Super: Vita Palestrant
Super fund members will benefit from a new one-stop shop for financial complaints
In an ideal world everything runs smoothly and pans out just as you expect it to. But in the real world things can and do go wrong. What, then, do you do if your super fund has miscalculated a benefit, dragged its heels making a payment or refused a disability benefit?
If you are a member of a regulated super fund you can lodge a complaint with the industry’s external dispute resolution scheme, the Superannuation Complaints Tribunal (SCT). Its service is free and its determinations are binding.
But before you go down that route, you need to give your fund the opportunity to fix the problem. That means calling or writing to its internal complaints division outlining the complaint. The fund has 90 days to respond. If the outcome is unsatisfactory, go to the SCT.
“All super funds, by law, are required to have internal dispute processes. It’s often quicker and easier to get a good outcome this way,” says Gerard Brody, CEO of the Consumer Action Law Centre. “If that option doesn’t resolve your complaint then you have the right to go to external dispute resolution. Currently that is the SCT but that will change to the Australian Financial Complaints Authority from November this year.”
To take your complaint to the scheme you need to fill in a form outlining the details: why you think your fund’s decision is unfair, any consequences or loss you’ve suffered and the outcome you are after. Brody says generally super funds hold most of the relevant documentation so the onus is on them to provide the information to the dispute forum.
Consumer advocates have long supported the creation of a one-stop shop for financial complaints. They say AFCA will be more user friendly and efficient. In addition, the corporate watchdog, ASIC, will get early warnings on systemic issues that arise in the sector. AFCA will replace three existing schemes – the SCT, the
Financial Ombudsman Service and the Credit and Investments
Ombudsman – and commence operating on November 1.
Helen Davis, says it will work towards a smooth transition, “which is essential for current and future complainants”. It will accept complaints until October 31 and then continue operating beyond that date to resolve existing complaints.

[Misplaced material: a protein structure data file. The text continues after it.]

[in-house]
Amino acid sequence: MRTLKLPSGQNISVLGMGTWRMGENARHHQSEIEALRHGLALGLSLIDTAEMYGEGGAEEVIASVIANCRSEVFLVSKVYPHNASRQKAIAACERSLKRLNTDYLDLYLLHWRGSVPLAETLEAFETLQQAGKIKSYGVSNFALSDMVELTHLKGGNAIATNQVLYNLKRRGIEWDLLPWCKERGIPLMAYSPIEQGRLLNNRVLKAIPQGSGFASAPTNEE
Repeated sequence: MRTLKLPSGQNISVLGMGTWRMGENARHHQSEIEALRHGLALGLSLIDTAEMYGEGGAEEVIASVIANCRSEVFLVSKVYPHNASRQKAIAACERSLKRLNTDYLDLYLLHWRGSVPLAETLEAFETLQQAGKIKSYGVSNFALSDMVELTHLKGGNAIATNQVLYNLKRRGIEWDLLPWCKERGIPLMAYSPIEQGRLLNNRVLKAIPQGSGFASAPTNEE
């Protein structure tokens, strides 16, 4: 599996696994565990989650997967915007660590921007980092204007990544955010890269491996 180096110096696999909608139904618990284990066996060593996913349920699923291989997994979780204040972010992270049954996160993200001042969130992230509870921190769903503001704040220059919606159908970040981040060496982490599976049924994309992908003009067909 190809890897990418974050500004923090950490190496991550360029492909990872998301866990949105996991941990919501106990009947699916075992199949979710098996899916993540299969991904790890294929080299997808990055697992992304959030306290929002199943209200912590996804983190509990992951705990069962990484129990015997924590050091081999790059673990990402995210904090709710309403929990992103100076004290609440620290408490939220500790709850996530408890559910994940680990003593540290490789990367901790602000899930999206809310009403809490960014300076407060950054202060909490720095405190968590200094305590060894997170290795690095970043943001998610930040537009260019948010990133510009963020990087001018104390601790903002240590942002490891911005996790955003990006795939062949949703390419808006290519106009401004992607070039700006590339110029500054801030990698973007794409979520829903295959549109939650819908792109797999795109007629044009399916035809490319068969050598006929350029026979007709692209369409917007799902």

Fiona Guthrie, CEO of Financial Counselling Australia, says the SCT will adopt the principles of existing schemes of accessibility, independence and fairness. “FCA and other consumer organisations have supported a one-stop shop dispute-resolution body. Having super disputes as part of that is a positive step. The current SCT has huge delays and with the new funding model they may not be starved of resources in the way they have been in the past.”
Brody agrees. “The primary benefit for fund members is that AFCA should be better resourced to resolve disputes more quickly. With the SCT at the moment it can take two, even three, years for a dispute to go through the process to become a determination.
“That’s because it hasn’t been funded that well under the government. Now, under AFCA, the industry pays for the cost of dispute resolution. There will be a fee associated with every complaint from the user-pays system. That way, if there are a lot of complaints, it will still be sufficiently resourced to do its job.”
It also provides super funds with an incentive to resolve complaints internally rather than leave disgruntled fund members to seek redress externally. In the wake of the royal commission that is good news indeed.